- 2e Newsletter
- 2e Resources
- Past Issues
- Articles & Columns
- Contact Us
All across the United States — and around the world — are intelligent, talented individuals with the abilities to focus intently, think outside the box, and pay attention to detail. But because these individuals are on the autism spectrum, they often find it difficult to get corporate jobs because of social and communication difficulties that make the interview process challenging to interviewer and interviewee alike. If they can find a job, it might be difficult to keep because, to succeed within a corporation, they will need supports on navigating the work environment and the job culture. As a result, many bright people on the spectrum are almost certainly underemployed — or simply unemployed.
On the other hand, all across the United States — and around the world — corporations are looking for talented individuals with the abilities to focus intently, think outside the box, and pay attention to detail. Those abilities can be especially valuable in certain information technology jobs, but also in other areas of the corporate workplace. And over the past few years, some companies have begun to actively seek out and recruit individuals on the autism spectrum — IT firms such as Microsoft, CAI, and SAP, as well as firms such as Ford, Vodafone, and Freddie Mac. Doing so means changing the way the companies find job candidates, changing the interview process, changing the onboarding process, and providing ongoing support to the new hires.
Appropriately qualified job candidates on the spectrum can come to the attention of a corporation in a variety of ways. One way is through recruiting at universities, often through campus disability offices. Another way is through partnerships with staffing companies that specialize in placing people with autism spectrum disorder (ASD). Specialisterne is a Danish company with offices in the United States, and it serves Microsoft, SAP, and Willis Towers Watson, among other companies. On its website, Specialisterne describes the “the autism advantage” that employers can gain through “extraordinary talents that can be utilized by employers, with the right understanding of how to accommodate and manage people with different personalities and skills.”
In the Pacific Northwest, the service agency Provail works with Specialisterne to implement the Danish company’s model for interviewing and employment. In addition, advocacy organizations such as Autism Self-Advocacy Network (ASAN) and the Autism Alliance of Michigan also help bring prospective employees together with employers.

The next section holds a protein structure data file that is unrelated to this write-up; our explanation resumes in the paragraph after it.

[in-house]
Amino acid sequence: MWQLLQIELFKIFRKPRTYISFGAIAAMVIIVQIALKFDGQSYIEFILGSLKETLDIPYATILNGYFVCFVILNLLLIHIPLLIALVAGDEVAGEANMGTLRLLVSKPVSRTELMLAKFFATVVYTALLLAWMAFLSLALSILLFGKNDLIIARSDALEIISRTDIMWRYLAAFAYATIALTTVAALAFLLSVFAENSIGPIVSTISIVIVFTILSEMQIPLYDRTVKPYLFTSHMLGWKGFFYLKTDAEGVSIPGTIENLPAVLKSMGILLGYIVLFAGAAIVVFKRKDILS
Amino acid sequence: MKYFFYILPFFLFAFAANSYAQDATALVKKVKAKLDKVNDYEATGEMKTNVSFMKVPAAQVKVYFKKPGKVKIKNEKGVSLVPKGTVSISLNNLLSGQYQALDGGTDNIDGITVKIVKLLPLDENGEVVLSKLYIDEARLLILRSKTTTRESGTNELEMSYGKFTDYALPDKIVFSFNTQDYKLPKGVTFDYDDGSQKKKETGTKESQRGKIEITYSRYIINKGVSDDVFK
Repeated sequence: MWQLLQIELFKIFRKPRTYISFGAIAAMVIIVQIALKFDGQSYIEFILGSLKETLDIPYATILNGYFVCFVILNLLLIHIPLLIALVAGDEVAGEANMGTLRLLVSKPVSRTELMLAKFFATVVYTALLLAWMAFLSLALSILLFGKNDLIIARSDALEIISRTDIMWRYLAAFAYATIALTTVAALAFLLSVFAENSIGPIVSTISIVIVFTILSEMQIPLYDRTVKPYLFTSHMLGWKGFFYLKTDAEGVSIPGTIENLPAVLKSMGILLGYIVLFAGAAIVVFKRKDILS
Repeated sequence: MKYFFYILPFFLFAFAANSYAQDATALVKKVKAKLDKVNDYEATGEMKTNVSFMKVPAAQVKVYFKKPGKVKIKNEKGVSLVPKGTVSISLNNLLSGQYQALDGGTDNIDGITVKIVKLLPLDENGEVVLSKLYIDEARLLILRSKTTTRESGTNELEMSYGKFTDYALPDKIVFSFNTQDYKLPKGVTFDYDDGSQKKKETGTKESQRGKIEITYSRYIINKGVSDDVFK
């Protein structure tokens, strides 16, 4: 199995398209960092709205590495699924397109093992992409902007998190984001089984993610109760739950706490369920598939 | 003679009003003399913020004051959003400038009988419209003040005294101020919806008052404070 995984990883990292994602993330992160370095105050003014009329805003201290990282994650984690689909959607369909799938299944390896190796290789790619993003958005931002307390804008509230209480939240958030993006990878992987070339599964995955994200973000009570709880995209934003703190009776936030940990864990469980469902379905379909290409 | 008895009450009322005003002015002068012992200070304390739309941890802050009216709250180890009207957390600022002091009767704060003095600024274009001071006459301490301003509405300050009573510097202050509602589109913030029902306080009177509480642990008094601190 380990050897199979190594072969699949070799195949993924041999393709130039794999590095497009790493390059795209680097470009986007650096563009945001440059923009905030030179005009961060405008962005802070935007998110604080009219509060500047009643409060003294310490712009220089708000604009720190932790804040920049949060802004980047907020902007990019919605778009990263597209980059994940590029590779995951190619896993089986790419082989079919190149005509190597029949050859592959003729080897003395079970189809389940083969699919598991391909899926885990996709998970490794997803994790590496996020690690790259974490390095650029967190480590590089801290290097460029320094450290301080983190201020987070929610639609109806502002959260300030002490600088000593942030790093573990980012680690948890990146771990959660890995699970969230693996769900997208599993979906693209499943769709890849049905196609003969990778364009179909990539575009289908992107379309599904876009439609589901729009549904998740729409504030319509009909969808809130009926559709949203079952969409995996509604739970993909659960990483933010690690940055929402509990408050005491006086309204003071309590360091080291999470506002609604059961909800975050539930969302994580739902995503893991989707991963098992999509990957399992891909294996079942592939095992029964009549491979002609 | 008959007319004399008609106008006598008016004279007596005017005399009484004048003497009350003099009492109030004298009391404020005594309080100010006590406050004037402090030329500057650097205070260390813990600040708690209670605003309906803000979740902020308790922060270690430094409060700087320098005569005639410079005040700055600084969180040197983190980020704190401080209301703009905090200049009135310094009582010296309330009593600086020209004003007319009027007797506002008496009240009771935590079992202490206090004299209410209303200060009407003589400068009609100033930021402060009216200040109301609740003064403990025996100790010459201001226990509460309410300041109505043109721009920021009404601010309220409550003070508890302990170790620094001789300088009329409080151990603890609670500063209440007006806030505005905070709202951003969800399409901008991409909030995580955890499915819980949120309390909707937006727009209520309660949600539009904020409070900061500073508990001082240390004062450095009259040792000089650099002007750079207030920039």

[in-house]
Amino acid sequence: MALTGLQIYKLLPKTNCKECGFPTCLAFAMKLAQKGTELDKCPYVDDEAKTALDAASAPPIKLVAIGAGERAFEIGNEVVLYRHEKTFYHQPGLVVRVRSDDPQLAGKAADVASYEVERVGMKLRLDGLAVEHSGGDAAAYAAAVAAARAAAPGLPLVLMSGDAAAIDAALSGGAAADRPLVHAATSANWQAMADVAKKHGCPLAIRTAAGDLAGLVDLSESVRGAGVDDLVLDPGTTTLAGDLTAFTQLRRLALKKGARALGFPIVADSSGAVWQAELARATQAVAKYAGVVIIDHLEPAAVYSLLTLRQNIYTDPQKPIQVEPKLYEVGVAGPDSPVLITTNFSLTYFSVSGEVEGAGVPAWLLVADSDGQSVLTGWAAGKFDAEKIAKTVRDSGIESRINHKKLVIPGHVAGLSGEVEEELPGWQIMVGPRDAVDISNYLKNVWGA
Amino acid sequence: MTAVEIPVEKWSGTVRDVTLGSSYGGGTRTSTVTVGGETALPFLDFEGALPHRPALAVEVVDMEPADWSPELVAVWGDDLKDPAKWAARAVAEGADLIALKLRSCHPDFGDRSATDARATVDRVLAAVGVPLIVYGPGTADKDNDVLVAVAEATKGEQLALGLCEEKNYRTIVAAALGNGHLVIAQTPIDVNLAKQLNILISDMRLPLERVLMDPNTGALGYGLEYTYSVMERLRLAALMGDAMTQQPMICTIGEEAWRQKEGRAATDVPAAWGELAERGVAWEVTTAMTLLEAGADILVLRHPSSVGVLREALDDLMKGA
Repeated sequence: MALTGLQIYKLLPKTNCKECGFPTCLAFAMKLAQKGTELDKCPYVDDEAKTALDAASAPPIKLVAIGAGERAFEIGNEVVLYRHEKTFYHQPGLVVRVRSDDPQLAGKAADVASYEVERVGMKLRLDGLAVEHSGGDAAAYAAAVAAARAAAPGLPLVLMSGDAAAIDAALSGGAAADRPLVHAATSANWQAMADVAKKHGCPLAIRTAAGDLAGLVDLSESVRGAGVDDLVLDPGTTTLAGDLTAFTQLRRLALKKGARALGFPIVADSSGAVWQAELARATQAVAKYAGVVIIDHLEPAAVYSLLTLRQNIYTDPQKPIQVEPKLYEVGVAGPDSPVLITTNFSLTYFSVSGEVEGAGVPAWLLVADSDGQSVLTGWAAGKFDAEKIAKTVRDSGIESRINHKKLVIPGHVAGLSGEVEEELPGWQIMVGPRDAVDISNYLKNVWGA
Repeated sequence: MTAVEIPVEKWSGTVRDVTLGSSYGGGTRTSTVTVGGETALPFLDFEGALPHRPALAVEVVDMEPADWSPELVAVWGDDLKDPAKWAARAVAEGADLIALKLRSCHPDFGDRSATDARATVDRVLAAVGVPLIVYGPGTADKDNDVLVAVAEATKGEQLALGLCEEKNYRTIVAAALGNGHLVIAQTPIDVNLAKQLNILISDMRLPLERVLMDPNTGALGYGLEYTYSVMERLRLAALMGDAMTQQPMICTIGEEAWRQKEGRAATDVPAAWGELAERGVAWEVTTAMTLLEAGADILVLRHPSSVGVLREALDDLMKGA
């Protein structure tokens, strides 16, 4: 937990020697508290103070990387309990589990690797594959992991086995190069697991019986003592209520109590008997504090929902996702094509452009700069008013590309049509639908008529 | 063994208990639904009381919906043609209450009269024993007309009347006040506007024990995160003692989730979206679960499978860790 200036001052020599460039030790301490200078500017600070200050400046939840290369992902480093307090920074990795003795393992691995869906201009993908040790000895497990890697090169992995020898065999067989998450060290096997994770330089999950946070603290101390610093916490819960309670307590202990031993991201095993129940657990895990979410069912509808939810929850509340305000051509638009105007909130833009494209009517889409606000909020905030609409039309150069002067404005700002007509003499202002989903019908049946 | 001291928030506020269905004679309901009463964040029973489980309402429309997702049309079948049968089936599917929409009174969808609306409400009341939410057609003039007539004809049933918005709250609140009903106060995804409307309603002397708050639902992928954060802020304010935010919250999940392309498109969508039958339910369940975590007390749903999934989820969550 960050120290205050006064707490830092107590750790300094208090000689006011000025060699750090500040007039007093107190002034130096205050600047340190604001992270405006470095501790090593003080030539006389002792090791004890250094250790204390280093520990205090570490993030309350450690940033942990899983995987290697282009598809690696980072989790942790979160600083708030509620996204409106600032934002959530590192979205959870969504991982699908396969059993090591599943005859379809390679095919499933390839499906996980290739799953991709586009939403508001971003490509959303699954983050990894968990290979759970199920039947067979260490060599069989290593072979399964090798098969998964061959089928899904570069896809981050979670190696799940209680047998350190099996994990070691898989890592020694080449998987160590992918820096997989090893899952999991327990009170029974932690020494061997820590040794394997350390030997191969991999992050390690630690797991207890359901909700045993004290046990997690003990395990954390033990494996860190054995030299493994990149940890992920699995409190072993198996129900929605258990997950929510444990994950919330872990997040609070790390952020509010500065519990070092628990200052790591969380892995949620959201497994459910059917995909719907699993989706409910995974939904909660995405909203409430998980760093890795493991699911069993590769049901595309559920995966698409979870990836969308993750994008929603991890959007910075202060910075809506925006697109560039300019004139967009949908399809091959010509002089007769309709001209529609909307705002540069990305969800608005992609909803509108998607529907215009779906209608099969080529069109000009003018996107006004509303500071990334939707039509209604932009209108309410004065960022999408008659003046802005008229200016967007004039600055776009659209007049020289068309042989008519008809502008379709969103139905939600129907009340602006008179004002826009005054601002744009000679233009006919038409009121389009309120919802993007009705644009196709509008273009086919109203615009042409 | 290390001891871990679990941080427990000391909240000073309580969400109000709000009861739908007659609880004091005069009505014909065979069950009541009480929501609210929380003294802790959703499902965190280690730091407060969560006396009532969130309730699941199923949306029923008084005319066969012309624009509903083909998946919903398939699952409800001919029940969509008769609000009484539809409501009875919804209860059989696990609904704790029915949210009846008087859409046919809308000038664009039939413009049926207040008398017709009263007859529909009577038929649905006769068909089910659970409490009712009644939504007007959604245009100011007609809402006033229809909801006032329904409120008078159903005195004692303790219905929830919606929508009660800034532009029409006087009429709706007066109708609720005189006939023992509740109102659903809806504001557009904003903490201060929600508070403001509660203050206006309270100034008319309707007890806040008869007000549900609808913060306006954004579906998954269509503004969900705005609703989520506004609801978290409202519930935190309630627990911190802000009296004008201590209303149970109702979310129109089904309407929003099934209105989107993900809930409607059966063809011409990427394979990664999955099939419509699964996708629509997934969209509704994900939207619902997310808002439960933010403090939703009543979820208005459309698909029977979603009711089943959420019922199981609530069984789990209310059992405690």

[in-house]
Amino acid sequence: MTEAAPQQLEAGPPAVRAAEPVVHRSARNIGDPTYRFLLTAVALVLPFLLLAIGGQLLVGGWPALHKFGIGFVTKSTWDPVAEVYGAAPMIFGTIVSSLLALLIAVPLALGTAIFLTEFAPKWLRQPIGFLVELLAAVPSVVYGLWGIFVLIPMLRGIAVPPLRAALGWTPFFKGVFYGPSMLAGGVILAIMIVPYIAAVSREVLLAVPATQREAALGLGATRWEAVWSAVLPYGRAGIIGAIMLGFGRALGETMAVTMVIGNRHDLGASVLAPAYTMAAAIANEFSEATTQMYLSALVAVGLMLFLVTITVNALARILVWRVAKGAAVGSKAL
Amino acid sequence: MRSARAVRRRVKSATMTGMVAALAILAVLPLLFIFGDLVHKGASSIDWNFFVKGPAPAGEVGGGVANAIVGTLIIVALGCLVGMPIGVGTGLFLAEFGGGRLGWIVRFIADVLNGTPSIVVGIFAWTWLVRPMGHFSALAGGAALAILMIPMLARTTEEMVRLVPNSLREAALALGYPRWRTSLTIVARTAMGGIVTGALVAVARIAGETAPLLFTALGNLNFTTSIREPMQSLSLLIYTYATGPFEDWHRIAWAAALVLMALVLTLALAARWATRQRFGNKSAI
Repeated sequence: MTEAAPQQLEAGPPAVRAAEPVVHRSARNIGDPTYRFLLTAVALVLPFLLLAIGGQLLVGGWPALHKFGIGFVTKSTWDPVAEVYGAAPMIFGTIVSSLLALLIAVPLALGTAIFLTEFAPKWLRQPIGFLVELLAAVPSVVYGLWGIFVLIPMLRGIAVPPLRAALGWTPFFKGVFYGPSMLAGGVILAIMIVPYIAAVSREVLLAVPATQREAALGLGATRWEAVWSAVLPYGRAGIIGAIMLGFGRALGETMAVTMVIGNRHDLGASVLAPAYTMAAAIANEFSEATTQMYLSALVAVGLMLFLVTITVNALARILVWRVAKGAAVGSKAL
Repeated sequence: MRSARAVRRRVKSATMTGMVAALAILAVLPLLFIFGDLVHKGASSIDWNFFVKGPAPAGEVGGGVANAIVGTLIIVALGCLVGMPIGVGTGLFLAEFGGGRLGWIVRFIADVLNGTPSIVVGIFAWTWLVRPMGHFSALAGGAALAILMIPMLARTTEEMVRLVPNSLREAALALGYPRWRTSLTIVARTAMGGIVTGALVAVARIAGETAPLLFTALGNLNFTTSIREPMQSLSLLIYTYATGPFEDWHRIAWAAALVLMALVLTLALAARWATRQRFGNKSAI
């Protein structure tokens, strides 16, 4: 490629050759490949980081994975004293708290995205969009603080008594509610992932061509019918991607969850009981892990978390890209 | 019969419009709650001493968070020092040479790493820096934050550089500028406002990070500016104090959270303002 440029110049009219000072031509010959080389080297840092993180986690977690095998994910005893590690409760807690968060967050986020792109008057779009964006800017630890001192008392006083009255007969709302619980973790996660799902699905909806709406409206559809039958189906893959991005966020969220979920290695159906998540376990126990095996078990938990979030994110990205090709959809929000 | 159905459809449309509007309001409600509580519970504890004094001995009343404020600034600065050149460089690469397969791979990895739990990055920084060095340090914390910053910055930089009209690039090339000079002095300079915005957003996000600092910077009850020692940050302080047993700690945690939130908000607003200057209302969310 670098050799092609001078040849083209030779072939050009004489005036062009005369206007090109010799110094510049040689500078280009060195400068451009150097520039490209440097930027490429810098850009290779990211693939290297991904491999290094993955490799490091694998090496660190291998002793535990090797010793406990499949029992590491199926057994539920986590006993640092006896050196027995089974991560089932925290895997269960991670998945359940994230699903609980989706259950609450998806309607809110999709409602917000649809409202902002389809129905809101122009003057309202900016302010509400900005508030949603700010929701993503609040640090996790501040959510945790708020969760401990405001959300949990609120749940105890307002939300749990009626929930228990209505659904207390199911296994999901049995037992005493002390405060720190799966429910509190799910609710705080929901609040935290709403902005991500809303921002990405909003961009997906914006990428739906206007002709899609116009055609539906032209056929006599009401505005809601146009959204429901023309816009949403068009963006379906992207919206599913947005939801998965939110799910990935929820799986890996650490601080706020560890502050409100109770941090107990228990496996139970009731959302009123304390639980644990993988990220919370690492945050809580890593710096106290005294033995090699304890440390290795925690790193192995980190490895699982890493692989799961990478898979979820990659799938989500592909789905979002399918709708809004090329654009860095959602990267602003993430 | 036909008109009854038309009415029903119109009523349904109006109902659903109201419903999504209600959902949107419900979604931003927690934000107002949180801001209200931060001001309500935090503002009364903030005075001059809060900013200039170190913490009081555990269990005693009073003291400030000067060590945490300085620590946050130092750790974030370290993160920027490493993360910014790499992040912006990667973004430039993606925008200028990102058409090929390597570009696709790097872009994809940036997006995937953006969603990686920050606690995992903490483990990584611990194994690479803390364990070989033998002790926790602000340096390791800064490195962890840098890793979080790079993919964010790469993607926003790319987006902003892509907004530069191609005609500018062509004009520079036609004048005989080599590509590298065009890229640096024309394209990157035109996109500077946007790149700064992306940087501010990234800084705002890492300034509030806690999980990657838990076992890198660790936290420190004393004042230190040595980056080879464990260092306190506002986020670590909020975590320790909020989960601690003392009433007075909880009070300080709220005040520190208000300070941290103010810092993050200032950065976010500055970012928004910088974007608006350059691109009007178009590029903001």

A typical job interview might include a little small talk, maybe a joke or two, and some good eye contact — all of which can be problems for an interviewee on the spectrum. In addition, some companies — Microsoft, for example — are accustomed to asking interviewees to solve coding or design problems on the spot, under pressure, perhaps with a series of managers. For getting to know candidates on the spectrum, however, Microsoft and other companies, like SAP, use an extended, lower-pressure schedule. That schedule is described this way in a Fast Company article from September of 2016: “[C]andidates…hang out on campus for two weeks and work on projects while being observed and casually meeting managers who might be interested in hiring them. Only at the end of this stage do more formal interviews take place.” SAP, partnering with Specialisterne, allows even more time, using a six-week hiring process.
While the skills of hires on the spectrum often lead them to technical jobs in IT or related fields, employers may find them a good match for jobs in other fields as well, such as graphic design, project management, HR, benefits administration, finance, or marketing.
Any successful program for hiring those with ASD includes training and support after the hire. Mentors may help with logistical and social challenges. Co-workers and managers might receive training on what an individual on the spectrum needs to succeed, both in job tasks and socially. Help might also be provided in the activities of daily living — sleeping, eating, or being on time — so frustrations there don’t disrupt job performance. The supports need to be ongoing, preferably backed up by lasting corporate cultural change.
In its article, Fast Company says of the Microsoft program, “So far, all of those hired through the new program have performed at or above expectations. None have left Microsoft.” Microsoft is increasing its program, and SAP intends to hire with the goal that one percent of its global workforce is from the spectrum.
The players in this scenario that is creating more jobs for highly able people on the spectrum have varying motives. For employers, having skilled employees who help achieve outstanding business results is one motive. For advocacy groups, social justice is a motive.
There can be a more personal motive as well. In articles on the topic of hiring those on the spectrum, a recurring theme is that of an executive having a child with special needs and thus, presumably, seeing a problem more intimately and from a different perspective than others see it. Several Microsoft officers are in this category, according to Fast Company. And according to an article in The Huffington Post, the executive director of Specialisterne’s U.S. division has a child with autism. So while numbers and social justice are important, perhaps the most important motive in hiring individuals on the spectrum may be one with which anyone in the 2e community can identify — doing what’s right for the young person you know.
The following sources were used in the development of this article:
The following resources might be of use to those on the spectrum who are seeking work.